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Parents informed about Level 6 SATS(97 Posts)
Do primary schools tell the parents if their child is going to sit the level 6 SATS?
Probably to stop parents boasting and others rushing to to complain that their child should.
I got told last week that DS1 is "being given the opportunity" to sit the Level 6 maths.
Thankfully no mention of a level 6 for Literacy - she said he is a secure 5b, working towards 5a for that.
TBH, most parents I've spoken to whose children are sitting the level 6 papers are more worried about the pressure on them than boasting about it.
We were told at parents evening in February that DD3 would be sitting the level 6 paper in literacy but we were only told because it was parents evening iyswim.
I've been posting elsewhere about DS. To cut a long story short, he could do with a confidence boost right now.
He's working at level 6 in maths and has passed a test paper. He doesn't mind doing maths exams (prob because he hasn't encountered one that matters yet), so I think it would be good for his self confidence to leave primary with a level 6 in maths.
The cut off date for registering the children for level 6 SATS is this Friday (I found this out by accident yesterday when looking for something else). However, the school haven't said anything even though it was parents night recently.
It's the pressure of the test itself that I think parents are concerned about but the five years of pressure throughout secondary that they must achieve A* for the school to show progress. I wouldn't let my ds sit level 6 paper for that reason. A lot can happen in 6 years.
Ds went off to secondary officially a level 5 and is working at level 7 in year 7. Not doing the level 6 paper didn't hold him back.
Sorry, *not' the pressure of the test itself...
I hadn't thought of that. In fact, I didn't even know that secondary schools need to demonstrate expected progress too. It makes sense though given that primary schools have to do it. And, of course, you are right, if some primary teachers are willing to pass their stress onto the children, then secondary teachers will have no problem passing their onto teenagers.
mind you, it would only be one more sublevel from a 5A ...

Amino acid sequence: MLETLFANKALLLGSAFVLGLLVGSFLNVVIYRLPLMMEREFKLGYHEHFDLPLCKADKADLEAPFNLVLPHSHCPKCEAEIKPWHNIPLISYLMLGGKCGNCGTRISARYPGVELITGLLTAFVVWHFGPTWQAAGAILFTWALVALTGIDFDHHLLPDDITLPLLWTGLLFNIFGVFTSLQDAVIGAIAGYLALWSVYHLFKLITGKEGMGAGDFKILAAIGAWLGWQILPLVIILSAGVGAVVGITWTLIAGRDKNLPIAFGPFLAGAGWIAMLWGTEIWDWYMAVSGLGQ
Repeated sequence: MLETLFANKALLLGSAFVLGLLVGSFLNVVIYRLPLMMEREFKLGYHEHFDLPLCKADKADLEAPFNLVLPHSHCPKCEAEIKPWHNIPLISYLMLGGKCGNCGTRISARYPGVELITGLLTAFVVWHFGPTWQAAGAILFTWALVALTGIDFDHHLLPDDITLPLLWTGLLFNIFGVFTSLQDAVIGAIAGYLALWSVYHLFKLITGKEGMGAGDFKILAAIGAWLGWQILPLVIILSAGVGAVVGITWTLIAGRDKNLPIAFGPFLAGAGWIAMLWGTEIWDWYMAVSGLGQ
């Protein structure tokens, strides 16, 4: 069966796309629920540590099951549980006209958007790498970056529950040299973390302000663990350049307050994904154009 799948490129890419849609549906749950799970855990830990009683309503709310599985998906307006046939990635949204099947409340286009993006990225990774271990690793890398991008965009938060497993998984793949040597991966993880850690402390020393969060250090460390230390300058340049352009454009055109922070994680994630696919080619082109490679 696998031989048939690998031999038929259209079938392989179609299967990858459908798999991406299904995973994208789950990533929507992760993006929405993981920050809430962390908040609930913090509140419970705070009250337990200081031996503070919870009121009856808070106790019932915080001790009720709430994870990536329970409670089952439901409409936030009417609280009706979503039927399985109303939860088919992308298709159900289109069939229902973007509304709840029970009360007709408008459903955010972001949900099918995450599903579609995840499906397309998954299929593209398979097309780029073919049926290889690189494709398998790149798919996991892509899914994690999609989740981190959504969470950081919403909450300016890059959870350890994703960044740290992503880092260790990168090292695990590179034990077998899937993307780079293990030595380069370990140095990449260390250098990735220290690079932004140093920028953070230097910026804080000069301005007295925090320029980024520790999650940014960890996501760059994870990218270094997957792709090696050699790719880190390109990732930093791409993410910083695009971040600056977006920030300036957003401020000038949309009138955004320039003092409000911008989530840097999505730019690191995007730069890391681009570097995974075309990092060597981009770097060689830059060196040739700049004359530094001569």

Oh gawd don't tell me there's potentially another layer to all this sats nonsense. I'd pull mine out of the whole thing if I could
Agree wholeheartedly with BooksandaCuppa fortunately DD1's yr6 last year weren't put in for level 6 but this years yr6 are having breakfast clubs and after school lessons for those that are sitting level 6 papers. DD came out with all level 5s and now is happily working at level 7 english and maths in yr7, and is exceeding all targets in other subjects. What a shame that their last year of primary is spent stressing over exams. My DD had a glorious final year at primary, lots of fun and focus on the last year of no academic pressure. she looks back at last year as a magical time
DD is not because of timetable conflict. Unless she sits last yrs L6 test voluntarily & is internally marked (her teacher is looking into it). I think just as well for her to have reasonable targets in KS3/4, too.
I understand writing level is internally marked, anyway, so maybe will have a shot at 6 on that.
We were told at parents evening, and are also having breakfast club twice a week (although I think it's for all of Yr 6).
Interesting to hear what BooksandaCuppa said about expected progress - that explains the teacher's remark about the secondaries not liking the primaries sending kids up with a level 6.
Apparently the Literacy is harder to achieve than the Maths because it requires a level of maturity of understanding found in a 14 yo. As opposed to Maths which is based on facts, I suppose.
The maturity angle makes sense. Isn't it true that most genius mathematicians produce their best work in their early 20s and burn out/ have a nervous breakdown before they are 30? So, I guess that maths is one of those things that you can do exceptionally well at an early age.